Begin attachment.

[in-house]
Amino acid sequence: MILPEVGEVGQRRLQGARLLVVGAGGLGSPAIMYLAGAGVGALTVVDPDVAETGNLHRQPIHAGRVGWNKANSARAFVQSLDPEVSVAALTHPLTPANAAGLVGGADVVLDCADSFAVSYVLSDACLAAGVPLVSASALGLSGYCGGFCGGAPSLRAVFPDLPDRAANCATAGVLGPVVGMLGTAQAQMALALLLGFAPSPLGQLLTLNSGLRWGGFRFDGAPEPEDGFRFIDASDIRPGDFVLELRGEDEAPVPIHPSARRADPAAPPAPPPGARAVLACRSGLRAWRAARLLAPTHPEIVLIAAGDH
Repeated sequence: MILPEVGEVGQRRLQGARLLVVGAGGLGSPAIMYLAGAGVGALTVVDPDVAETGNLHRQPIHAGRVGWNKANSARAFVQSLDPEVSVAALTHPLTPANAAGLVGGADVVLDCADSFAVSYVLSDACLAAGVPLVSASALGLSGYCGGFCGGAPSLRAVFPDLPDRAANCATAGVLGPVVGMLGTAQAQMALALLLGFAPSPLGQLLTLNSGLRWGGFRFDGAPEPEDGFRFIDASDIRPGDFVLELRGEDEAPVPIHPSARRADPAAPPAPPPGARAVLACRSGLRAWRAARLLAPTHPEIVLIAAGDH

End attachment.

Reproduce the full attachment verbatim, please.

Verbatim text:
[in-house]
Amino acid sequence: MILPEVGEVGQRRLQGARLLVVGAGGLGSPAIMYLAGAGVGALTVVDPDVAETGNLHRQPIHAGRVGWNKANSARAFVQSLDPEVSVAALTHPLTPANAAGLVGGADVVLDCADSFAVSYVLSDACLAAGVPLVSASALGLSGYCGGFCGGAPSLRAVFPDLPDRAANCATAGVLGPVVGMLGTAQAQMALALLLGFAPSPLGQLLTLNSGLRWGGFRFDGAPEPEDGFRFIDASDIRPGDFVLELRGEDEAPVPIHPSARRADPAAPPAPPPGARAVLACRSGLRAWRAARLLAPTHPEIVLIAAGDH
Repeated sequence: MILPEVGEVGQRRLQGARLLVVGAGGLGSPAIMYLAGAGVGALTVVDPDVAETGNLHRQPIHAGRVGWNKANSARAFVQSLDPEVSVAALTHPLTPANAAGLVGGADVVLDCADSFAVSYVLSDACLAAGVPLVSASALGLSGYCGGFCGGAPSLRAVFPDLPDRAANCATAGVLGPVVGMLGTAQAQMALALLLGFAPSPLGQLLTLNSGLRWGGFRFDGAPEPEDGFRFIDASDIRPGDFVLELRGEDEAPVPIHPSARRADPAAPPAPPPGARAVLACRSGLRAWRAARLLAPTHPEIVLIAAGDH